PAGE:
Antidepressants During Pregnancy Increases The Risk Of Autism
Taking antidepressants during pregnancy increases the risk of autism in children by 87%. The conclusions of one extensive research are important as 6 to 10% of pregnant women receive antidepressants to put depression under control, emphasize the scientists who analyzed the medical records of 145,456 pregnant women.
The different causes of autism are still unknown, but it turned out that genetics and environment may also be risk factors. The research has shown that taking antidepressants, especially those that influence on the secretion of serotonin, in the second and third trimesters of pregnancy, extremely increases the risk of autism in children.
The researches followed the 145,456 children from birth to the age of ten, checking if the mothers during pregnancy were taking antidepressants. The study included other factors that might contribute to the development of autism, as some people are genetically predisposed to the disease. Maternal age and depression were also related to the development of autism, as well as some socio-economic factors.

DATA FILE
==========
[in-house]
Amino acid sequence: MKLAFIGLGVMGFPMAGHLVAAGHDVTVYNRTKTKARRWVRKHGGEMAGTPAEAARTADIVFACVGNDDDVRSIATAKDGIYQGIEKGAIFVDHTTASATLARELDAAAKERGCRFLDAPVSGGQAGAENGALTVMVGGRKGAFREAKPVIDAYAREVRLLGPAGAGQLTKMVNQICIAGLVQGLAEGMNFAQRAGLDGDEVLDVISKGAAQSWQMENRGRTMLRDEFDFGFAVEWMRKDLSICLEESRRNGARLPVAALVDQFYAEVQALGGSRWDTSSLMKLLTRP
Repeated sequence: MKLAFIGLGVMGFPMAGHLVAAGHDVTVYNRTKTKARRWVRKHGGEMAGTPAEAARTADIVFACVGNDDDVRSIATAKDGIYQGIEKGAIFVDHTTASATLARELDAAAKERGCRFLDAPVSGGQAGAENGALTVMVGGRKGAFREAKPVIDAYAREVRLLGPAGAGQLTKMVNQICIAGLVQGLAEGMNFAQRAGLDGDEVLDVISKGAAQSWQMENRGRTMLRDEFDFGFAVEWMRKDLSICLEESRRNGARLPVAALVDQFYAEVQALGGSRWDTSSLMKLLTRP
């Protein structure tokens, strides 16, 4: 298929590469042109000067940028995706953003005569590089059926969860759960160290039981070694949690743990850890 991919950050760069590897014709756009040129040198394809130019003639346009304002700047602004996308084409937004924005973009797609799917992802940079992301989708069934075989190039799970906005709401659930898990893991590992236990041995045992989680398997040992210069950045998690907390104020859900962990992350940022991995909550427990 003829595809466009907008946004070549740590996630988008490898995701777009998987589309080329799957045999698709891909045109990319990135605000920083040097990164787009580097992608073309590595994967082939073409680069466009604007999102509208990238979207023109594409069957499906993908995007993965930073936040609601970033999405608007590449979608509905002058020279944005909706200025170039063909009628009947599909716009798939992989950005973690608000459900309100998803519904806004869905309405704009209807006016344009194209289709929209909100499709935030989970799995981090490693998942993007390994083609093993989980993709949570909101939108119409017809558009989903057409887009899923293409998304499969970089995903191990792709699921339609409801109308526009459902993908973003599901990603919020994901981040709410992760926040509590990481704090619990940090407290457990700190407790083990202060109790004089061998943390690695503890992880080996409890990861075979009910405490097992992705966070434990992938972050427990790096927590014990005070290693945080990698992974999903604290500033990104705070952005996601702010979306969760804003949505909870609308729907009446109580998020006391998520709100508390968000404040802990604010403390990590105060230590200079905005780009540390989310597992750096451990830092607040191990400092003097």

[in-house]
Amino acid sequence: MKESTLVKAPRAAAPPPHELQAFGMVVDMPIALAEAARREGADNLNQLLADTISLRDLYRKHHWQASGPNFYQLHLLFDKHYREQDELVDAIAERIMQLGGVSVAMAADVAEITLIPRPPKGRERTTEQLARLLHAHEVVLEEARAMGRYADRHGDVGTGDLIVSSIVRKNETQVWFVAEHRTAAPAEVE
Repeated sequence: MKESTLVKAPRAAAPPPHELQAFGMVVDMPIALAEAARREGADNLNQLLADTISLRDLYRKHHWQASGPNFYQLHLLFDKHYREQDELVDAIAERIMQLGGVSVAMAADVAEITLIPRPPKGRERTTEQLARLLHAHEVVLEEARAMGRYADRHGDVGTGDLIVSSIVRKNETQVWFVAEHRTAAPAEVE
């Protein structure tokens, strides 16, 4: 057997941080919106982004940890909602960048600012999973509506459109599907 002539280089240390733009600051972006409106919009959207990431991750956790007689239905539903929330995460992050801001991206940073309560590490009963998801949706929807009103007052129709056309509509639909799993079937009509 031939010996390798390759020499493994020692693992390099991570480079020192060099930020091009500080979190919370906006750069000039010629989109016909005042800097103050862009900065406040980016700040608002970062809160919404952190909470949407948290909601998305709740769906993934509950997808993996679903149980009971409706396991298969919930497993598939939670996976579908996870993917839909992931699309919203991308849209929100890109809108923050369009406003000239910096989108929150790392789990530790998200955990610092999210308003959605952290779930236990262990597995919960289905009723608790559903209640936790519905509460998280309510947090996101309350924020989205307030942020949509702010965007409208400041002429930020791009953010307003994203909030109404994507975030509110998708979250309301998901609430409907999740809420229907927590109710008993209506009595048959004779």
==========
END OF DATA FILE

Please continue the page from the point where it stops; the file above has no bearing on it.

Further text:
They followed the children diagnosed with autism, and check the medical records of their mothers. Autism was diagnosed in 1.054 children in average age of 4,5 years or 0,72 %.
The occurrence of autism in children in last 50 years is highly increased. In 1966, 4 children in 10.000 had autism while now days the rate is 100 children in 10.000. Although this increase can partially be due to much better detection and broader diagnostic criteria, scientist assess that the environment factors have significant role.
The scientists were focused in second and third trimester because this is the time when the brain passes through the key phase of development when the antidepressants can endanger the ability of the brain to develop completely.
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